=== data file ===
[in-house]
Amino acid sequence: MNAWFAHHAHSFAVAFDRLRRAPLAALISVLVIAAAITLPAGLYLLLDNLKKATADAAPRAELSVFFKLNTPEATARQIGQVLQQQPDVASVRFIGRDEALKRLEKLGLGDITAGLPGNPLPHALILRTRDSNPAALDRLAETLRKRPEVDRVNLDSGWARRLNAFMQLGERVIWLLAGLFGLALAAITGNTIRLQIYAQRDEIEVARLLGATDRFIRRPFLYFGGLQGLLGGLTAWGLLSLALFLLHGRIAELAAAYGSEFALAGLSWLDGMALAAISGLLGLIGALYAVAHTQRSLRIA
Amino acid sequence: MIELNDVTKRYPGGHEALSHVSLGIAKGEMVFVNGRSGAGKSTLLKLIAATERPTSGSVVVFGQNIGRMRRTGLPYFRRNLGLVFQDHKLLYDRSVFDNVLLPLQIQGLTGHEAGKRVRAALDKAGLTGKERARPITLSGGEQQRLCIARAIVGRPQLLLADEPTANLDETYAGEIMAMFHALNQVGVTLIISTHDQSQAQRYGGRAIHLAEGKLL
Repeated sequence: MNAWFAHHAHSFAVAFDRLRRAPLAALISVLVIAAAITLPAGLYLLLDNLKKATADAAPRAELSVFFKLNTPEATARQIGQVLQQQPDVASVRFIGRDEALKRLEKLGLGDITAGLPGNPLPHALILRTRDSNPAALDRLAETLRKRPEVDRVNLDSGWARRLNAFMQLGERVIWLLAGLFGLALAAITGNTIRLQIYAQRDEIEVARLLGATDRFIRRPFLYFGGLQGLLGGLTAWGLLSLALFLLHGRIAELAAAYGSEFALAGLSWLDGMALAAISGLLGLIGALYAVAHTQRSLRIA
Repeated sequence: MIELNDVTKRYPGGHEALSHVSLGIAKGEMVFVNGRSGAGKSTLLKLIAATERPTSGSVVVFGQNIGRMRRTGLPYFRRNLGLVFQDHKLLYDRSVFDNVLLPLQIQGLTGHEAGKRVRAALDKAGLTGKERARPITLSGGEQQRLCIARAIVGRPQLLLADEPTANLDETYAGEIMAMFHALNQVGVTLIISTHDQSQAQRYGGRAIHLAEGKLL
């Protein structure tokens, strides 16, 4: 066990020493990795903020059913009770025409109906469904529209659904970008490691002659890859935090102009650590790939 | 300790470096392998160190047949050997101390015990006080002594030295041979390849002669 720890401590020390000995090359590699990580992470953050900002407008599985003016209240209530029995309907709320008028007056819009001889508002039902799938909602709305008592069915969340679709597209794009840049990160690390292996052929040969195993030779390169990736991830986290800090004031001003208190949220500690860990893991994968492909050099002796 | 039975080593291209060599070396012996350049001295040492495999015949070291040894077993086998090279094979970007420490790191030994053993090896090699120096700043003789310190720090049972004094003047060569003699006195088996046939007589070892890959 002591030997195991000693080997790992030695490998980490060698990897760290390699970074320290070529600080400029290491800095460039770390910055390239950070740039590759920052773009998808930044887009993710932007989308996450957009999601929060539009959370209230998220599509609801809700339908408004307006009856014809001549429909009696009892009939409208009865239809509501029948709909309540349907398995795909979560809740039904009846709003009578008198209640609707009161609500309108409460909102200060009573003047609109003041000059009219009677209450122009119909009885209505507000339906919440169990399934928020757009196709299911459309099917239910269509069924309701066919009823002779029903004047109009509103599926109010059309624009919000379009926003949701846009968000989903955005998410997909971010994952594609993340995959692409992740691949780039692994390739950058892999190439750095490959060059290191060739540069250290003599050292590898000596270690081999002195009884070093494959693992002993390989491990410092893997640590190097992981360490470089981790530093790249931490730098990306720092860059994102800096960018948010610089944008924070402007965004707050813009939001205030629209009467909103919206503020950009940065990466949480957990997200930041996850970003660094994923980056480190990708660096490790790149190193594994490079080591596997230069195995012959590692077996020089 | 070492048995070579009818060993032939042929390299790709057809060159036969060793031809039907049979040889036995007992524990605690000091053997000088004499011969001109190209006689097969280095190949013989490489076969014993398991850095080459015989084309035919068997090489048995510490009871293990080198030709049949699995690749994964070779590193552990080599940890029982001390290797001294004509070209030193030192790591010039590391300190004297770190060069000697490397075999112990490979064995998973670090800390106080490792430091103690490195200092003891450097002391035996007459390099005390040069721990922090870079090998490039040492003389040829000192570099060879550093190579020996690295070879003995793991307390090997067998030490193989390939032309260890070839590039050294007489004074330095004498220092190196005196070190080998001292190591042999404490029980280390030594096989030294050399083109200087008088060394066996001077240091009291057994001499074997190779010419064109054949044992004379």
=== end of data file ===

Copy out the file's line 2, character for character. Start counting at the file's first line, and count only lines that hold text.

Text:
Amino acid sequence: MNAWFAHHAHSFAVAFDRLRRAPLAALISVLVIAAAITLPAGLYLLLDNLKKATADAAPRAELSVFFKLNTPEATARQIGQVLQQQPDVASVRFIGRDEALKRLEKLGLGDITAGLPGNPLPHALILRTRDSNPAALDRLAETLRKRPEVDRVNLDSGWARRLNAFMQLGERVIWLLAGLFGLALAAITGNTIRLQIYAQRDEIEVARLLGATDRFIRRPFLYFGGLQGLLGGLTAWGLLSLALFLLHGRIAELAAAYGSEFALAGLSWLDGMALAAISGLLGLIGALYAVAHTQRSLRIA